Players say they prefer this form of golf because it is more economical. Discs cost as little as $20, membership in the local club is $15 to $60 annually and each round is a few dollars. The fee for Thursday’s social is $7 — $1 for a hole-in-one jackpot, $1 for a fund to replace targets (about six of the $400 cages are stolen each year) and $5 toward nightly payouts for the top finishing pairs.

The group hosts doubles, or pairs, nights Tuesdays, Wednesdays and Thursdays, using best-disc format where two-man teams are selected by draw using playing cards. Single games are mostly played on the weekends and in tournaments.

Several compete in regional and national events, which require membership in the Professional Disc Golf Association. The club will host the Halloween Classic in late October, with Ricker receiving several calls of interest this week from out-of-state competitors in the days after posting a notice on the website.

“It’s addictive as hell. It’s fun as hell to watch it fly,” said Matt Alexander, the club’s director. “This is my release. I work a million hours a week and this helps me relax.”

Every hole is a par 3 and roughly 350 to 450 feet in distance, with the top competitors easily clearing 300 feet on their initial throws. That puts a premium on putting, with several accurate from 20 feet out, and the elite players nationally able to connect from 40 feet on a consistent basis.

“There is a saying that you drive for show and putt for dough,” said Steve Berger, 26, who has been playing for seven years.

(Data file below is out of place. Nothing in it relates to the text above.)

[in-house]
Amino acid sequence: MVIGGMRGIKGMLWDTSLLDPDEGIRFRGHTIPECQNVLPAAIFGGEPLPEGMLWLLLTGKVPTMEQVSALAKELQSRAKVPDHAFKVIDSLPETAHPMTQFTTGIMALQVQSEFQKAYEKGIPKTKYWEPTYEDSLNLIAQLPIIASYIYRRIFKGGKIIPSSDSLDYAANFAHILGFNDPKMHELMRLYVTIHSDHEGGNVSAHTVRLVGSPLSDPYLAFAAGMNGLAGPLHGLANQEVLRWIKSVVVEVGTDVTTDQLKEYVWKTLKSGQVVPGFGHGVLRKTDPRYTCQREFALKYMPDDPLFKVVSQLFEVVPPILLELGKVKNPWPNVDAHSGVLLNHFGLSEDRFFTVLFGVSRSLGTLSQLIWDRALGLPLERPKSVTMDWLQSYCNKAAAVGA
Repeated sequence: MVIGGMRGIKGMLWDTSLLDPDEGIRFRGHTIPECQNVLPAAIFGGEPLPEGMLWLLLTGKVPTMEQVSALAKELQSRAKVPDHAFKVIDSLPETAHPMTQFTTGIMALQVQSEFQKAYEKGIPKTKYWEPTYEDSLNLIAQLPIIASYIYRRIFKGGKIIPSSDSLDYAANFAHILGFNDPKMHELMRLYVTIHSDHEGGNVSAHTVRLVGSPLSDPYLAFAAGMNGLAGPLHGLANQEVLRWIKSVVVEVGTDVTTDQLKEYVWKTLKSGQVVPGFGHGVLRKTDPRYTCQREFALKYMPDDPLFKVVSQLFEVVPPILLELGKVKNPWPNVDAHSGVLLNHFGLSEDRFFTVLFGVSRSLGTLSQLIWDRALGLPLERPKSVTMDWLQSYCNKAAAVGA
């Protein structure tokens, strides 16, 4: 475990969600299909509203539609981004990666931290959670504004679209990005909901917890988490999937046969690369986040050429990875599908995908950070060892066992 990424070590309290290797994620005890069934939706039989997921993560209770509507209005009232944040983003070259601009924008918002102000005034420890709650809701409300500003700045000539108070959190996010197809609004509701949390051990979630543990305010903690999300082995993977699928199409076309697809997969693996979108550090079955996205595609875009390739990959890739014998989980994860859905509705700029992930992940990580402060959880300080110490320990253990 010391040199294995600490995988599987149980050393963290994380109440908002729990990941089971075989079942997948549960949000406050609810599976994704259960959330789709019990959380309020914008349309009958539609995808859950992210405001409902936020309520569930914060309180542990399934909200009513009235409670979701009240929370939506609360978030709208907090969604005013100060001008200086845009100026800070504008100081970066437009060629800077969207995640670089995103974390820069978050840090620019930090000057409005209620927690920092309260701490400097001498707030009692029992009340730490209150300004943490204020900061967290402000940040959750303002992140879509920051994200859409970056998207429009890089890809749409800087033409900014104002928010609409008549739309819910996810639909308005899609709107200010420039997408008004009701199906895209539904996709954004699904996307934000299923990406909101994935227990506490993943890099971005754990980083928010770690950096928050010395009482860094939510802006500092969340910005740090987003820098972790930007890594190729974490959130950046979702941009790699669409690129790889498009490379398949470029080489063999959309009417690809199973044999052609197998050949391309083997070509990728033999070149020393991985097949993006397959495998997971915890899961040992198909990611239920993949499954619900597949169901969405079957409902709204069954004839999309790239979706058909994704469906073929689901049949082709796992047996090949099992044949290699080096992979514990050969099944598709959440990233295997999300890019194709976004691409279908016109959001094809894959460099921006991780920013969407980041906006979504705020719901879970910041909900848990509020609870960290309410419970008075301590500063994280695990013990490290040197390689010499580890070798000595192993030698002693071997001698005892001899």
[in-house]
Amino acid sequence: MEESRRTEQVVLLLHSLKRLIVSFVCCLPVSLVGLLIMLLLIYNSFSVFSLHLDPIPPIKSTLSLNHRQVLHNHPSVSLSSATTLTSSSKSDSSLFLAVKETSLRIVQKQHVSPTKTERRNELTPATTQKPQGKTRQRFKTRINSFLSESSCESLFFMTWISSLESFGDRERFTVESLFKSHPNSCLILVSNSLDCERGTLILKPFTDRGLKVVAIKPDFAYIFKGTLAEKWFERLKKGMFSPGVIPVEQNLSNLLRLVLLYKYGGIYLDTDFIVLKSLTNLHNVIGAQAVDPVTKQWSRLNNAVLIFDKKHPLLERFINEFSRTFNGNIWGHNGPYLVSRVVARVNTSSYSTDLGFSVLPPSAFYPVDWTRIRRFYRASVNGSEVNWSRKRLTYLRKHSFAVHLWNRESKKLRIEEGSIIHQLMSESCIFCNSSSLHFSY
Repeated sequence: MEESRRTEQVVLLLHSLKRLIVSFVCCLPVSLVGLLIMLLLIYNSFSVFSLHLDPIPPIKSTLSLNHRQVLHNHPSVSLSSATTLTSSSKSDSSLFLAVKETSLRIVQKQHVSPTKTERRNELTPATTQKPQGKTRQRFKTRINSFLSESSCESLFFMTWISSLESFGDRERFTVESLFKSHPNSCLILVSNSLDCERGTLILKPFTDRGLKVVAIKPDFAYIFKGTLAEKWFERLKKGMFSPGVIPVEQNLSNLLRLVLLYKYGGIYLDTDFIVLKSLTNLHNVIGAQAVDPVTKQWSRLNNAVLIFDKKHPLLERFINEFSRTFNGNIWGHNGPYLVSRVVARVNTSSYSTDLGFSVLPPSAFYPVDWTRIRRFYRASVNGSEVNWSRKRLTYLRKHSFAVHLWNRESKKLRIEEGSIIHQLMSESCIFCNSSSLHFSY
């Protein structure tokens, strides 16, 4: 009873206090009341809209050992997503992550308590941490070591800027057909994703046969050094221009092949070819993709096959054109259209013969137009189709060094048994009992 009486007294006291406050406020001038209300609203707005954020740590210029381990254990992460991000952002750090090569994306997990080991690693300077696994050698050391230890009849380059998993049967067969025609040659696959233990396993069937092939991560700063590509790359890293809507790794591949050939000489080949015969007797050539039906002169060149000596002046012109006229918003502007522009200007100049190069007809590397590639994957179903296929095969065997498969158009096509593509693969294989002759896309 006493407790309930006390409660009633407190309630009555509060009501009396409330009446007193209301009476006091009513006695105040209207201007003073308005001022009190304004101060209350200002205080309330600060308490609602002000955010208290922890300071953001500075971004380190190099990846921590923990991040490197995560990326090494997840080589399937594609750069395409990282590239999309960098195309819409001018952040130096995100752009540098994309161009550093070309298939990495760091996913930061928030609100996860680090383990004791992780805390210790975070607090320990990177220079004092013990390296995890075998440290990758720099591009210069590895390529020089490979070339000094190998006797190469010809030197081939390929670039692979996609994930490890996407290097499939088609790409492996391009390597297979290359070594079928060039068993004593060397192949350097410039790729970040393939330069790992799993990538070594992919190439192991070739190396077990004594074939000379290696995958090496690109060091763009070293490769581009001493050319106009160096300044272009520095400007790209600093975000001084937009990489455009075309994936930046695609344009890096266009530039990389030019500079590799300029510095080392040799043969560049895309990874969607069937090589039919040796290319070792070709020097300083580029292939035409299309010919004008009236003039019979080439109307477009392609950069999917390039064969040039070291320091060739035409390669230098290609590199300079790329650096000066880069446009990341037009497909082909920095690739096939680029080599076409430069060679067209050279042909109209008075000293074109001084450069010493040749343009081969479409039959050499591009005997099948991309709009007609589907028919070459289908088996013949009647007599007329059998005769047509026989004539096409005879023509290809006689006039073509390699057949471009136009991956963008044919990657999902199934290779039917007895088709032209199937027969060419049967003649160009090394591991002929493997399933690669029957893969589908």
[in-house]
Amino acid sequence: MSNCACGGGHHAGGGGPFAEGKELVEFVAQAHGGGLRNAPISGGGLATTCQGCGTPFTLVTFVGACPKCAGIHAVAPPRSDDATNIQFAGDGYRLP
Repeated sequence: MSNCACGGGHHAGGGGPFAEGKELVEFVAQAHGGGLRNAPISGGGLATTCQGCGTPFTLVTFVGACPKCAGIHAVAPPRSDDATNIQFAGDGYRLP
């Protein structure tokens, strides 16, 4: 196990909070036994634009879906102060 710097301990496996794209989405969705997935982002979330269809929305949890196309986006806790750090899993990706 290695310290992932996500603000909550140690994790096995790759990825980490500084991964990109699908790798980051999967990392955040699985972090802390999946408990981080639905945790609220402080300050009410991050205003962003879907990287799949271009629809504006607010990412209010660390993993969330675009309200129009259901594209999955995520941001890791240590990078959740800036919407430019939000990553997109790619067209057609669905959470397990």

Like traditional golf, the courses each have a distinct personality. The layout at Mountain Crest is 18 holes and relatively short, placing value on accuracy. At Sunset Park, it is 24 holes and long, giving players with big throws an edge.

“Mountain Crest is not as forgiving as Sunset,” Alexander said. “People who do well at Sunset can’t adjust out here.”

The club participants reflect different walks of life — Alexander works in sales, Ricker is an information technology specialist and another golfer is a lawyer. But there is one group of people missing: women.

Of the 36 who competed in Thursday night’s social, none was female. Also, few children are involved.

Ricker and other board members are reaching out to both groups, hosting social nights for wives and girlfriends, and donating starter discs to children who they run into at the park.

Shadd Wade, 32, started playing in Colorado Springs, Colo., during his teens. He quickly found disc golf is a life sport, something he’s been playing in various cities until settling in Las Vegas two years ago.

“All you need is $10 and a couple of hours,” Wade said. “There are no tee times or $500 clubs.”

But at first, like most players, learning the sport took patience. There was a period of adversity that proved to be frustrating.

“I was awful. I just hated this,” he said.

Now, he is a regular in analyzing each shot and watching his disc take off in the wind.

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  1. Disc golf is addictive. For those with a competitive spirit, it's well worth the effort to buy a couple cheap discs and give the sport a shot.